Academic journal article Cross - Cultural Communication

Conversational Moves in Talking about Body-Image in All Female Interactions/MOUVEMENT CONVERSATIONNEL DANS LA DISCUSSION SUR L'IMAGE DU CORPS DANS TOUTES LES INTERACTIONS FÉMININES

Academic journal article Cross - Cultural Communication

Conversational Moves in Talking about Body-Image in All Female Interactions/MOUVEMENT CONVERSATIONNEL DANS LA DISCUSSION SUR L'IMAGE DU CORPS DANS TOUTES LES INTERACTIONS FÉMININES

Article excerpt

Abstract:

This paper examines the extracts taken from daily conversations as well as from a serial TV play respectively involving female postgraduate students and professional women. The aim of this research is to see whether Guendouzi's (2004) conversational moves in talking about body-size can be generalized. The extracts are analyzed based on Guendouzi's model and Brown and Levinson's (1987) face threat theory. It is found that Guendouzi's model is only applicable in the circumstance when the speaker exposes herself to face threat. A new model, which fits the situation when the speaker exposes the hearer to face threat, has been tentatively noted based on the analysis of data.

Key words: body-image, face threat, politeness, conversational moves

Résumé: Le présent article examine des extraits des conversations quotidiennes ainsi que ceux d'un feuilleton télévisuel qui concernent respectivement les étudiantes chercheuses et les femmes professionnelles. Le but de cette étude est de vérifier si le mouvement conversationnel de Guendouzi (2004) dans la discussion sur la taille du corps peut être généralisé. Les extraits sont analysés sur la base du modèle de Guendouzi et la théorie d'affronter le menace de Brown et Levinson (1987). On trouve que le modèle de Guendouzi n'est applicable qu'à la circonstance dans laquelle l'orateur expose lui-même au menace. Un nouveau modèle, qui convient à la situation dans laquelle l'orateur expose l'auditeur au menace, a été expérimentalement marqué sur la base de l'analyse des données.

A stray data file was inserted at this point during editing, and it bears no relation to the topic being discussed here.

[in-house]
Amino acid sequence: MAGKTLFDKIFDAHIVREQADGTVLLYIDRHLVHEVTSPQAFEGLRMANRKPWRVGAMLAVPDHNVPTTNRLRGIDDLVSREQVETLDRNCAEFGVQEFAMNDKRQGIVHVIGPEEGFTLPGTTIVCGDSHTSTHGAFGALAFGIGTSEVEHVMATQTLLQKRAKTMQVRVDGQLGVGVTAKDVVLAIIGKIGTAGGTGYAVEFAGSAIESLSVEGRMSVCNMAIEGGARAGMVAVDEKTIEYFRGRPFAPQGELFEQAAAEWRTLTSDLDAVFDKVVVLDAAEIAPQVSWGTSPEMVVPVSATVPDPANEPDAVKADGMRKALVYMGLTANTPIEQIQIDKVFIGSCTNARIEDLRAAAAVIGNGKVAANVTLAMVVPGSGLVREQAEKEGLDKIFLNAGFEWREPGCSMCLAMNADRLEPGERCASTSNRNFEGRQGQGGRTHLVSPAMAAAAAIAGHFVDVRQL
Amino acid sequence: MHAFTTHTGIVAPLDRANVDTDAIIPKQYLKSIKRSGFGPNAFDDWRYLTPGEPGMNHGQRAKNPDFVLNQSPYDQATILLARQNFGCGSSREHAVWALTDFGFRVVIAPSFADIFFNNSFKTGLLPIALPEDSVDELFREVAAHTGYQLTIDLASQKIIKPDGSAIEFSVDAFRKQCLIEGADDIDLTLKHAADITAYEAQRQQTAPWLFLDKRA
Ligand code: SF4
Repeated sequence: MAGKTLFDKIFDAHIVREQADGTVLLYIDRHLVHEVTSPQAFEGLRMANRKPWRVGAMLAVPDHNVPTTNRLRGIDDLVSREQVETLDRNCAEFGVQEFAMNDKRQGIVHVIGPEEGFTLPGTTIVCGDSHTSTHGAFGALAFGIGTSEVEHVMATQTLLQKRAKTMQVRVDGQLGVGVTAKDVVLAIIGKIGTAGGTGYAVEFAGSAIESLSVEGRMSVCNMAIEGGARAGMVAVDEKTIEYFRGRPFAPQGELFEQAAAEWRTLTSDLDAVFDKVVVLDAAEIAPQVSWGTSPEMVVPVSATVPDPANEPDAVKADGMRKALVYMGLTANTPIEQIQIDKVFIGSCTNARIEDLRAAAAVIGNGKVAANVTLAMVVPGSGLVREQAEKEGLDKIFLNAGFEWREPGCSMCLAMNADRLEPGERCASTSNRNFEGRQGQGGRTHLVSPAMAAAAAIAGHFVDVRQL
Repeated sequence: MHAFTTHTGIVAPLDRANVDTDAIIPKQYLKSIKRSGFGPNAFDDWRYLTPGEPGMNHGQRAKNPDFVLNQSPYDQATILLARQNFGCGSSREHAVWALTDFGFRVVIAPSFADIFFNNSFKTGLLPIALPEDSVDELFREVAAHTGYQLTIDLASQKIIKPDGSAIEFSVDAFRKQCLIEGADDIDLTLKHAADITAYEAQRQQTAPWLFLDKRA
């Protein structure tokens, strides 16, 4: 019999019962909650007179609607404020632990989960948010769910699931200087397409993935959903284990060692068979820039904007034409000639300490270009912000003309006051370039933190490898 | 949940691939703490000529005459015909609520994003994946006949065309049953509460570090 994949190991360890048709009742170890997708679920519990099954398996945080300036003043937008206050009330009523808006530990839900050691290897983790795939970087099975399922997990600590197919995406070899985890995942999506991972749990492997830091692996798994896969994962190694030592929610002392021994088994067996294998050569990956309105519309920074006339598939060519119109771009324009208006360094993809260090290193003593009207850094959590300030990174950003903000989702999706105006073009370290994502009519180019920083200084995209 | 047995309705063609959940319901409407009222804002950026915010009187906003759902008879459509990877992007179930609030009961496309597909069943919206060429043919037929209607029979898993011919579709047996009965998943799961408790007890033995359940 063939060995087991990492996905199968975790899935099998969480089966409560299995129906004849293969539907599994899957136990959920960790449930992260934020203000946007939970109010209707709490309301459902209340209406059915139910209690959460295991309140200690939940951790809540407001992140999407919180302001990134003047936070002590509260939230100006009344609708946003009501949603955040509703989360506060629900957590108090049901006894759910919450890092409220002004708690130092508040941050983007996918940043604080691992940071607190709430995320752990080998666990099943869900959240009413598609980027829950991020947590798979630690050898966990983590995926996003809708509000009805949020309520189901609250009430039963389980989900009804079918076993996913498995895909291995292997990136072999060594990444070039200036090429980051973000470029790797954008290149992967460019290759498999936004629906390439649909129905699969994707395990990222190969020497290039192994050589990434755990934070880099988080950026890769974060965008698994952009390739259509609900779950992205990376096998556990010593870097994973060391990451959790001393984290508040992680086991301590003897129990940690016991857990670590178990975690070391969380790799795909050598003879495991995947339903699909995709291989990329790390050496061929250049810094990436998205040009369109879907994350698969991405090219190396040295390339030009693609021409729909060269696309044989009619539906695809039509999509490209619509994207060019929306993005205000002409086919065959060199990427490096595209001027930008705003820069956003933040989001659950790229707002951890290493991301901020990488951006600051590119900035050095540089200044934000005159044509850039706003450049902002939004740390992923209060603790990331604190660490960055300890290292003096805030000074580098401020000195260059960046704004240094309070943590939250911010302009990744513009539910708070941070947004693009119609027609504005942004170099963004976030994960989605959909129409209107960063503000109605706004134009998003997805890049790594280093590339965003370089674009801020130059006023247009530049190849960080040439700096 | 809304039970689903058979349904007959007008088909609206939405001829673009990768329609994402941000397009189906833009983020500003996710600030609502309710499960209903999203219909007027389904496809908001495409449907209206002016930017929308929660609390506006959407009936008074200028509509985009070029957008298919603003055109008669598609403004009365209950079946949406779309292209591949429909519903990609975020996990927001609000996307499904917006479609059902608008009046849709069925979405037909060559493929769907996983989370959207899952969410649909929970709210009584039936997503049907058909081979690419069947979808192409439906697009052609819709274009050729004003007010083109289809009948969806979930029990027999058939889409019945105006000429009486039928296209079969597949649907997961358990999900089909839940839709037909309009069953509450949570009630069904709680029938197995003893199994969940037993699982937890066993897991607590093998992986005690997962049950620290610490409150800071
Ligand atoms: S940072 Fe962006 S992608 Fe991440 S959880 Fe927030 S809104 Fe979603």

Mots-Clés: image du corps, affronter le menace, politesse, mouvement conversationnel

(ProQuest: ... denotes non-USASCII text omitted.)

1. LITERATURE REVIEW

1.1 Body-image

Body-image not only is a popular topic in mass media but also captures the attention of researchers in academic field. As physical appearance is tied to women's social identity (Guendouzi, 2001), women expect to present themselves in a socially accepted way. Thus the ideal body-image has come to be emphasized. As Guendouzi put it, media plays an important role in "constructing the socialized gender image" (p.31). Therefore, the image appeared in media is very influencing and the young and extremely slim women are taken as the ideal image to pursue.

According to Parker et, al (1995, cited in Schooler, Merriwether & Caruthers, 2004, p.38), young women describe the perfect ideal physical appearance as tall, extremely thin and blonde. However, the standard of ideal body-image differs in different cultures. In the United States, the blonde Hollywood actresses present the ideal image in their culture. In China, the standard varies in different centuries. In Han Dynasty slender body was admired. In Tang Dynasty, the image of women was emphasized on roundness and corpulence. In modern China, the image of ideal body focuses on slenderness.

Studies on body-image have tended to focus on the relationship between body- image and eating disorders (e.g. Harrison & Cantor, 1997; Harrison, 2000, Jung & Forbes, 2007). A few studies analyzed the conversations about body-image among female friends. Based on the analysis of the extracts of women "bitching", Guendouzi reveals that women not only cooperate in their conversation but also compete for the "socially acceptable image of femininity" (2001, p.29). Guendouzi (2004) by analyzing extracts from women's daily conversation reveals that the speaker's positive face is exposed to threat in talking about body-size and the need to diet. Specific conversational moves in talking about body-size have been noted based on the analysis of data. (See figure 1, cited in Guendouzi, 2004, p. 164).

However, Guendouzi (2004) only discusses one circumstance of the conversation about body-size, that is, the speaker initiates BSA and exposes herself to potential face threat. There is another case that the speaker may initiate the comment on the hearer's body-image and expose the hearer to potential face threat. …

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